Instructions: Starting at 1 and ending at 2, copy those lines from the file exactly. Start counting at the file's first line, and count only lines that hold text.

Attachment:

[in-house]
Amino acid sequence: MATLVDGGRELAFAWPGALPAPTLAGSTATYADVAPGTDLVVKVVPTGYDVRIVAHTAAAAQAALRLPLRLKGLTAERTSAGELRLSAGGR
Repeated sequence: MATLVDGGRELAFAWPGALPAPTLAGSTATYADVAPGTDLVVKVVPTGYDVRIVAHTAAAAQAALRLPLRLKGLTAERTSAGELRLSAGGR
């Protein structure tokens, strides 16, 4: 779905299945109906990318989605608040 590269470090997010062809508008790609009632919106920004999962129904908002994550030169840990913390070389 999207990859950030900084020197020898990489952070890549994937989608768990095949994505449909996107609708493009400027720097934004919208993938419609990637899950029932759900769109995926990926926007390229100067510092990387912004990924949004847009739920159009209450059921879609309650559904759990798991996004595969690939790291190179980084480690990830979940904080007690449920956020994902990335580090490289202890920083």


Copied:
[in-house]
Amino acid sequence: MATLVDGGRELAFAWPGALPAPTLAGSTATYADVAPGTDLVVKVVPTGYDVRIVAHTAAAAQAALRLPLRLKGLTAERTSAGELRLSAGGR